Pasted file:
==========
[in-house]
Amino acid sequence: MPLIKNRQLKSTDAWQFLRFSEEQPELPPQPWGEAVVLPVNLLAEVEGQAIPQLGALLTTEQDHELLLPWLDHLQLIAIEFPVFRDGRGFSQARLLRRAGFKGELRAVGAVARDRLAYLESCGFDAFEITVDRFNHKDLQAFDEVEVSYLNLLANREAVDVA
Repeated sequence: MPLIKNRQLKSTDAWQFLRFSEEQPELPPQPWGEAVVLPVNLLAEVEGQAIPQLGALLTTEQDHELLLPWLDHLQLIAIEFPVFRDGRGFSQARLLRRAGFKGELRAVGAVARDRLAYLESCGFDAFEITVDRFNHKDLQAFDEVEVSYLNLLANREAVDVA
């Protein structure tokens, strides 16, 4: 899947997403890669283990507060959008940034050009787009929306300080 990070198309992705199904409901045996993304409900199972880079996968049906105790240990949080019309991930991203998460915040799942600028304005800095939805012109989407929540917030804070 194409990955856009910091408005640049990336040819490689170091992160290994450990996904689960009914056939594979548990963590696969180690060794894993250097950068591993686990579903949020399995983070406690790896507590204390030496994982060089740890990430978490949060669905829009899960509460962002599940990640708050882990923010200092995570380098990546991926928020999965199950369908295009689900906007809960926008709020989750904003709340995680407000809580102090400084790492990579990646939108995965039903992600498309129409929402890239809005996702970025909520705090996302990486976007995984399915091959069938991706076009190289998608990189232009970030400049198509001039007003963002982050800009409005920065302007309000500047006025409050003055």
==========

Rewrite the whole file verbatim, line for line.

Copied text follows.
[in-house]
Amino acid sequence: MPLIKNRQLKSTDAWQFLRFSEEQPELPPQPWGEAVVLPVNLLAEVEGQAIPQLGALLTTEQDHELLLPWLDHLQLIAIEFPVFRDGRGFSQARLLRRAGFKGELRAVGAVARDRLAYLESCGFDAFEITVDRFNHKDLQAFDEVEVSYLNLLANREAVDVA
Repeated sequence: MPLIKNRQLKSTDAWQFLRFSEEQPELPPQPWGEAVVLPVNLLAEVEGQAIPQLGALLTTEQDHELLLPWLDHLQLIAIEFPVFRDGRGFSQARLLRRAGFKGELRAVGAVARDRLAYLESCGFDAFEITVDRFNHKDLQAFDEVEVSYLNLLANREAVDVA
């Protein structure tokens, strides 16, 4: 899947997403890669283990507060959008940034050009787009929306300080 990070198309992705199904409901045996993304409900199972880079996968049906105790240990949080019309991930991203998460915040799942600028304005800095939805012109989407929540917030804070 194409990955856009910091408005640049990336040819490689170091992160290994450990996904689960009914056939594979548990963590696969180690060794894993250097950068591993686990579903949020399995983070406690790896507590204390030496994982060089740890990430978490949060669905829009899960509460962002599940990640708050882990923010200092995570380098990546991926928020999965199950369908295009689900906007809960926008709020989750904003709340995680407000809580102090400084790492990579990646939108995965039903992600498309129409929402890239809005996702970025909520705090996302990486976007995984399915091959069938991706076009190289998608990189232009970030400049198509001039007003963002982050800009409005920065302007309000500047006025409050003055």